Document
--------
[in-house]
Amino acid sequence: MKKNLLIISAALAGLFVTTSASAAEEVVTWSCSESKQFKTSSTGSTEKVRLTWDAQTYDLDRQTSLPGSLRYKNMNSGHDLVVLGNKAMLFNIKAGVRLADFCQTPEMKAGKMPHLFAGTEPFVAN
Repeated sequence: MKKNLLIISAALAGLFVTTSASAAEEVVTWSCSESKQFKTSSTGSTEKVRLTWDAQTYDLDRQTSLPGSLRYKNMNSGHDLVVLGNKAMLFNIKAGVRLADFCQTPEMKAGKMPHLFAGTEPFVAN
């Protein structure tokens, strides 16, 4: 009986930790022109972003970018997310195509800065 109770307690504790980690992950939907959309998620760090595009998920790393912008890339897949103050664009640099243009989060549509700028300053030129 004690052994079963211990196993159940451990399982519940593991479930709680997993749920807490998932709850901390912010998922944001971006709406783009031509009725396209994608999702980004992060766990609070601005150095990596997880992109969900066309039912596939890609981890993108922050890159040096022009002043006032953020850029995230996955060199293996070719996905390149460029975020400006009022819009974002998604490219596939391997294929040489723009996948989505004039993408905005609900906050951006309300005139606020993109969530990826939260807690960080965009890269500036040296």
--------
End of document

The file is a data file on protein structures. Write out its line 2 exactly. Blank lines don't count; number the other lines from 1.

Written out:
Amino acid sequence: MKKNLLIISAALAGLFVTTSASAAEEVVTWSCSESKQFKTSSTGSTEKVRLTWDAQTYDLDRQTSLPGSLRYKNMNSGHDLVVLGNKAMLFNIKAGVRLADFCQTPEMKAGKMPHLFAGTEPFVAN